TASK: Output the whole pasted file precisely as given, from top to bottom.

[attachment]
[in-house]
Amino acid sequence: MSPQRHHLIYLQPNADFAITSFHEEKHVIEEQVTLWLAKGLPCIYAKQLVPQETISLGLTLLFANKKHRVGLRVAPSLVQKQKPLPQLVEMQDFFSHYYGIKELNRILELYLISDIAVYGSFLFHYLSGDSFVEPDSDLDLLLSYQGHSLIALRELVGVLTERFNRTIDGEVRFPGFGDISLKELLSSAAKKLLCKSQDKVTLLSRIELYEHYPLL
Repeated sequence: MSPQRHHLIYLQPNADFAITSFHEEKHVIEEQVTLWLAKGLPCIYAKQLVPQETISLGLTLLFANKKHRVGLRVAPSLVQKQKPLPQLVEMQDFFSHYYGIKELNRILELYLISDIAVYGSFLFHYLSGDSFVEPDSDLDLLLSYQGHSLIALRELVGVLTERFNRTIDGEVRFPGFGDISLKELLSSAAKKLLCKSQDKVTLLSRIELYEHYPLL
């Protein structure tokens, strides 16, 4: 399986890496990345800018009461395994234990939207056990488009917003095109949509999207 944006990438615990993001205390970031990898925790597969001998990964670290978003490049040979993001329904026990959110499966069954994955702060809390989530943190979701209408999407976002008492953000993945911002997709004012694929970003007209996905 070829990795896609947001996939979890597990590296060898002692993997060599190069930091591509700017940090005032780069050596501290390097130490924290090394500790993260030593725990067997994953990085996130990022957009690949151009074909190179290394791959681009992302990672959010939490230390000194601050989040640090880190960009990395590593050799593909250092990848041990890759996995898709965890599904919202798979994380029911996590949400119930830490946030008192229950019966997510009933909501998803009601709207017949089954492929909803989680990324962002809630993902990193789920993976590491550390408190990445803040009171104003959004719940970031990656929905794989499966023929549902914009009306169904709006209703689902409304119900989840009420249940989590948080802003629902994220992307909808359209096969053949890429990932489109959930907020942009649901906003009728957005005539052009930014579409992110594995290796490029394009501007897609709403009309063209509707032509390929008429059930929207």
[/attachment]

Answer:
[in-house]
Amino acid sequence: MSPQRHHLIYLQPNADFAITSFHEEKHVIEEQVTLWLAKGLPCIYAKQLVPQETISLGLTLLFANKKHRVGLRVAPSLVQKQKPLPQLVEMQDFFSHYYGIKELNRILELYLISDIAVYGSFLFHYLSGDSFVEPDSDLDLLLSYQGHSLIALRELVGVLTERFNRTIDGEVRFPGFGDISLKELLSSAAKKLLCKSQDKVTLLSRIELYEHYPLL
Repeated sequence: MSPQRHHLIYLQPNADFAITSFHEEKHVIEEQVTLWLAKGLPCIYAKQLVPQETISLGLTLLFANKKHRVGLRVAPSLVQKQKPLPQLVEMQDFFSHYYGIKELNRILELYLISDIAVYGSFLFHYLSGDSFVEPDSDLDLLLSYQGHSLIALRELVGVLTERFNRTIDGEVRFPGFGDISLKELLSSAAKKLLCKSQDKVTLLSRIELYEHYPLL
């Protein structure tokens, strides 16, 4: 399986890496990345800018009461395994234990939207056990488009917003095109949509999207 944006990438615990993001205390970031990898925790597969001998990964670290978003490049040979993001329904026990959110499966069954994955702060809390989530943190979701209408999407976002008492953000993945911002997709004012694929970003007209996905 070829990795896609947001996939979890597990590296060898002692993997060599190069930091591509700017940090005032780069050596501290390097130490924290090394500790993260030593725990067997994953990085996130990022957009690949151009074909190179290394791959681009992302990672959010939490230390000194601050989040640090880190960009990395590593050799593909250092990848041990890759996995898709965890599904919202798979994380029911996590949400119930830490946030008192229950019966997510009933909501998803009601709207017949089954492929909803989680990324962002809630993902990193789920993976590491550390408190990445803040009171104003959004719940970031990656929905794989499966023929549902914009009306169904709006209703689902409304119900989840009420249940989590948080802003629902994220992307909808359209096969053949890429990932489109959930907020942009649901906003009728957005005539052009930014579409992110594995290796490029394009501007897609709403009309063209509707032509390929008429059930929207």